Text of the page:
Students began filtering into the schoolyard more than half an hour early. The once silent yard became flooded with friendly chatter. When we taught English, in the small, open classrooms, the students did all they could to learn. Seated in lightweight plastics chairs that were scattered behind an array of small desks, they were still noisy children, but ones who believed in their schooling. No one made them come, and yet nothing could have kept them away. An education was one thing that this tiny village could afford to give them. Sentence after sentence, game after game, we strived to bring them a language that was capable of changing their lives.
The days were simple and light. What started out as awkward conversations at Hill House turned into nights of screams and laughter with the students. It was as if Phapang had always been my home.



IX.


The tile floor provided a refreshing contrast to the hot Thai air. An and I sat next to each other in the dance hall, carefully drawing “I love you” down each others’ arms with an old ballpoint pen. Looking into her face, I admired her spirit. Robbie had told us of her family situation: her father had contracted AIDs while working in Bangkok, and on coming back had given it to her mother. In spite of these burdens, An’s face was always lit by an illuminating glow of hope and youth. When she finished her drawing, she looked up and smiled. Our communication was limited, but we sat happily in each others’ company, not wanting anything more.
It was not hard to realize how much I took for granted. Nights away from Phapang made me love it more and I breathed in the damp air knowing that I was not safe to stay in this heaven. I started to swing Gun in every hug I gave her. I had been given a gift that I could never appreciate enough.



X.



It was the big day. All the Thai students, usually lightly dressed, were layered in long, heavy clothing. Bri overheard Arworn warning the students to listen for the word “…Deep! D-E-E-P! Deep!” Naturally, the students of Phapang could not swim; there was no place to learn.
Our trip up to the waterfall was slow, but refreshing. We trustingly followed the students, familiar with this exotic jungle, over slippery river rocks and up muddy trails. Minor bruises and scrapes were ignored when we reached our destination. A tiny waterfall and pond lay pristine and isolated before us. After taking their trusted hands on the trip up, the students hesitantly took ours into the water. A sincere vulnerability and innocence came out as they let go of their fear for the dangerous water, and trusted us to keep them safe. Holding hands, we entered the pool together.
Soon the pond was lively, and kids were sliding down the naturally carved out waterslide. The nervousness ebbed away, replaced by enjoyment and fun. Light screams came from the girls, reaching towards each other, as they slipped into the rippling waters. The eyes of a small boy widened with surprise as he slowly slid down a slimy slope that he had attempted to climb up. You couldn’t have watched the carefree play without smiling. Following the crystal water as it splashed among the many lit up faces, I knew why I was here in Phapang. And I do not think there was a person there who did not.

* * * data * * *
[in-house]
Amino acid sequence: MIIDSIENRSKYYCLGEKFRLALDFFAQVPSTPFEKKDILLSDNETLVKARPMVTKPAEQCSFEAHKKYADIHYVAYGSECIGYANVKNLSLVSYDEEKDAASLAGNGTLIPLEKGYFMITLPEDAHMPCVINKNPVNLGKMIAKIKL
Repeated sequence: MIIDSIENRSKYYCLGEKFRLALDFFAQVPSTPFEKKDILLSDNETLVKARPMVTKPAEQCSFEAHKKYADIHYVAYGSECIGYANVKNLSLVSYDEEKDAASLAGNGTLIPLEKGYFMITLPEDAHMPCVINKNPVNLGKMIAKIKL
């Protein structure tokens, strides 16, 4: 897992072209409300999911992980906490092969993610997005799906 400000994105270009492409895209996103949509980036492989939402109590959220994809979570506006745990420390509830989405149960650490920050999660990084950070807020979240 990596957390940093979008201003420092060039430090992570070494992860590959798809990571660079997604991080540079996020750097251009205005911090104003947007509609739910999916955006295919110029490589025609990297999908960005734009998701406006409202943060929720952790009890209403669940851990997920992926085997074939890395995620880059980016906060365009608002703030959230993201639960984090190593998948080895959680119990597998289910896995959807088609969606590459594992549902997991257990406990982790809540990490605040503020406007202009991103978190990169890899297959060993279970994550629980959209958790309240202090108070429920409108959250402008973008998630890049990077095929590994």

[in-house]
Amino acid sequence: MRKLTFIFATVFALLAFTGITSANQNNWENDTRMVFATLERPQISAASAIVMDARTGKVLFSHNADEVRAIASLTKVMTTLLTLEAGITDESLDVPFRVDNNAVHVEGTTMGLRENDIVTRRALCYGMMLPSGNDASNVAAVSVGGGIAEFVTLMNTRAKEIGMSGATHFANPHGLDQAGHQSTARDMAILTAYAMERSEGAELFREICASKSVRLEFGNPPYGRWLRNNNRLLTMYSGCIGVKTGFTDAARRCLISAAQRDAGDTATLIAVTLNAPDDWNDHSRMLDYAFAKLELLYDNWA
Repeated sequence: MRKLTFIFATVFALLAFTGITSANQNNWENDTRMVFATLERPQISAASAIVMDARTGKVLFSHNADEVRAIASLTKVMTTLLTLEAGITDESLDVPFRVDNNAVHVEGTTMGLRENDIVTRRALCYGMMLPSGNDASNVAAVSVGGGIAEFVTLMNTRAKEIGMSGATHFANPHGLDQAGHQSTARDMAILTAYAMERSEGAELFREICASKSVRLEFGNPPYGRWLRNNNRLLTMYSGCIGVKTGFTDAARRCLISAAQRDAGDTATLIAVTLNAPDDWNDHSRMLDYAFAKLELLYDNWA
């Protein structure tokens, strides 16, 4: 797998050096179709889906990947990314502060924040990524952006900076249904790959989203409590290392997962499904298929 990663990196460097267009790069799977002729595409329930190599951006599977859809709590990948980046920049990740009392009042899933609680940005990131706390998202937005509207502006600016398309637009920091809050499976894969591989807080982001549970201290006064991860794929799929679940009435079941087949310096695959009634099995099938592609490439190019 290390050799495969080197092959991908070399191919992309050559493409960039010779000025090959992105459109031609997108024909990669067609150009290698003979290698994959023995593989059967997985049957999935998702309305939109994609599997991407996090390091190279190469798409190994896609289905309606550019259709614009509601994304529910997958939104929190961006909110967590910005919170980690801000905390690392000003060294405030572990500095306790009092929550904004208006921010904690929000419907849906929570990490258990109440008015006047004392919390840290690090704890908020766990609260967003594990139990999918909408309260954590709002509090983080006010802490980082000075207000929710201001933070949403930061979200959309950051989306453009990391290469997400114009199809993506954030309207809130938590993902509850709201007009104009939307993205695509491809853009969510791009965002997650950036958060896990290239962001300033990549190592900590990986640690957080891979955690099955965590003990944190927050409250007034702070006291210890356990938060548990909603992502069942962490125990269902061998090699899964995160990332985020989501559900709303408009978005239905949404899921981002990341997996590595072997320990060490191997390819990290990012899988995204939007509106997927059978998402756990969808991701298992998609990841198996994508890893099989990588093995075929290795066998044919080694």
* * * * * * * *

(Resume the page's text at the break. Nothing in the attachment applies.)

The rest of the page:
The trust was exchanged again as Doe held my hand on the way down the mud slope, smiling as I gave a slight scream at my slipping feet. At this moment I was unsure of who was really teaching whom.



XI.



The elders of Phapang gathered to tie prayer bracelets around our wrists. They handled us with such care and love, though we were still almost strangers to them. That night, small hot air balloons were lit and sent up into the air. Looking up into the warm sky we watched them float far, far away.



XII.



On the day we left, I think we hugged for hours. I broke down into tears in Arworn’s arms, loving so much this woman who gave everything she could to these students, to us. I have never met anyone so compassionate. She does not know how I think of her, as a mother, as an angel. I swung my necklace around An’s neck, giving her the one thing I knew she associated me with the most. I hope she will think of me every day. I know I think of her.

I held Gun for the longest. It was a hard goodbye. I do not know if I will see her again. As I entered the car I pressed against the window signing “I love you” to her and blowing kisses through the glass. When Amanda pulled open her window I reached through to Gun’s hand. I still see her through that dusty, sun-lit window, right next to me, and yet already worlds apart. I cried as we pulled away, keeping Gun’s beautiful face in my mind for the eight-hour ride back to Bangkok.




XIII.



I tell people that I traveled to Thailand, but I really traveled to Phapang. I traveled to Gun, to An, to Arworn, to the mountains that looked over hard working rice planters and their children, over a place so special and so important. To a place where the people hold an appreciation, hope, and kindness so strong that it overpowers any disadvantage that they may have. They are a flame that lights up a small part of this world. I found in this place something more important. Something that matters more than anything else I know, that will always matter more.
I will remember these Thai people and what they have taught me as I take my life down many different paths. Just as the children holding my hand could approach the murky waters, I feel that in holding theirs, I can wholly approach this unclear world. The small connections made there, so intangible now, live in the thinning cotton strands around my wrist, in my memory of Gun’s face, and in my heart. As the balloons float away, I will forever be looking up into the darkness and see the flame of Phapang floating up toward the heavens.